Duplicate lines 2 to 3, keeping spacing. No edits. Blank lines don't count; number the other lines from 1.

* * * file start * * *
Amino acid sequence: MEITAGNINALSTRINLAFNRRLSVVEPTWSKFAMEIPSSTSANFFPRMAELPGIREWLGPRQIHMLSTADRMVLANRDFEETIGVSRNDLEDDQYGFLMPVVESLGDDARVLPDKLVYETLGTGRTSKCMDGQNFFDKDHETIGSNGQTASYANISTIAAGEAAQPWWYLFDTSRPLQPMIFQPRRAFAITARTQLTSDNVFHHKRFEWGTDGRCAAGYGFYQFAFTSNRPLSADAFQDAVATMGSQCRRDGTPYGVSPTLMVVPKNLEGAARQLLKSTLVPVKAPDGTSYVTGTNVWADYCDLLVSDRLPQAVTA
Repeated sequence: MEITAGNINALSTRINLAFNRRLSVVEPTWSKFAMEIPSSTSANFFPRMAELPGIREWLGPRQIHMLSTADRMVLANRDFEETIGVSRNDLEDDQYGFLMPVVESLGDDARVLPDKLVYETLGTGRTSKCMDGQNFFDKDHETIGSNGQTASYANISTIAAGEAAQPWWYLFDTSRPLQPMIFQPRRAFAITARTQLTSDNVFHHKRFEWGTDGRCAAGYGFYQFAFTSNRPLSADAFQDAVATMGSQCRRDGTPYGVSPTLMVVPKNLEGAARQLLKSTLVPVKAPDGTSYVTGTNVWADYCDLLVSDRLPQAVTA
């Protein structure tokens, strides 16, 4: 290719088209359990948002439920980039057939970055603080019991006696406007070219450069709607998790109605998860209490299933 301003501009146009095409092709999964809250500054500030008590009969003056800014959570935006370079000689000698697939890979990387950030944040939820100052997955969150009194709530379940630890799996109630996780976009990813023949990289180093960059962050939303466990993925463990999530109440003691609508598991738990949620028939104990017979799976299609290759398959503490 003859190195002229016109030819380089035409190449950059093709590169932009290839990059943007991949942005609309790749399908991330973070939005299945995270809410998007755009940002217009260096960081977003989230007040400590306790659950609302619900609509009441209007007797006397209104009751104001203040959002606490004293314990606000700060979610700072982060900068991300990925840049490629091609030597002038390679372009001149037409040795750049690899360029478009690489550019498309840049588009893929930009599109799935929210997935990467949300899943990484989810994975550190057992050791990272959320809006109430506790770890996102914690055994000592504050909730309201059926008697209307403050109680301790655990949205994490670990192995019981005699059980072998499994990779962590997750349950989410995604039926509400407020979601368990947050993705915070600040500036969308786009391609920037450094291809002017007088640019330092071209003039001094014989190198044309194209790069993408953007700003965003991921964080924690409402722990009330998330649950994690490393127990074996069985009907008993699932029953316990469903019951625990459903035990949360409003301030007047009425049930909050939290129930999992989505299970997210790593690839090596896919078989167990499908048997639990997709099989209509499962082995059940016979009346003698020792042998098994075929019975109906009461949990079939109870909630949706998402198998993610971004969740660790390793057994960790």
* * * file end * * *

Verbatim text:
Repeated sequence: MEITAGNINALSTRINLAFNRRLSVVEPTWSKFAMEIPSSTSANFFPRMAELPGIREWLGPRQIHMLSTADRMVLANRDFEETIGVSRNDLEDDQYGFLMPVVESLGDDARVLPDKLVYETLGTGRTSKCMDGQNFFDKDHETIGSNGQTASYANISTIAAGEAAQPWWYLFDTSRPLQPMIFQPRRAFAITARTQLTSDNVFHHKRFEWGTDGRCAAGYGFYQFAFTSNRPLSADAFQDAVATMGSQCRRDGTPYGVSPTLMVVPKNLEGAARQLLKSTLVPVKAPDGTSYVTGTNVWADYCDLLVSDRLPQAVTA
């Protein structure tokens, strides 16, 4: 290719088209359990948002439920980039057939970055603080019991006696406007070219450069709607998790109605998860209490299933 301003501009146009095409092709999964809250500054500030008590009969003056800014959570935006370079000689000698697939890979990387950030944040939820100052997955969150009194709530379940630890799996109630996780976009990813023949990289180093960059962050939303466990993925463990999530109440003691609508598991738990949620028939104990017979799976299609290759398959503490 003859190195002229016109030819380089035409190449950059093709590169932009290839990059943007991949942005609309790749399908991330973070939005299945995270809410998007755009940002217009260096960081977003989230007040400590306790659950609302619900609509009441209007007797006397209104009751104001203040959002606490004293314990606000700060979610700072982060900068991300990925840049490629091609030597002038390679372009001149037409040795750049690899360029478009690489550019498309840049588009893929930009599109799935929210997935990467949300899943990484989810994975550190057992050791990272959320809006109430506790770890996102914690055994000592504050909730309201059926008697209307403050109680301790655990949205994490670990192995019981005699059980072998499994990779962590997750349950989410995604039926509400407020979601368990947050993705915070600040500036969308786009391609920037450094291809002017007088640019330092071209003039001094014989190198044309194209790069993408953007700003965003991921964080924690409402722990009330998330649950994690490393127990074996069985009907008993699932029953316990469903019951625990459903035990949360409003301030007047009425049930909050939290129930999992989505299970997210790593690839090596896919078989167990499908048997639990997709099989209509499962082995059940016979009346003698020792042998098994075929019975109906009461949990079939109870909630949706998402198998993610971004969740660790390793057994960790």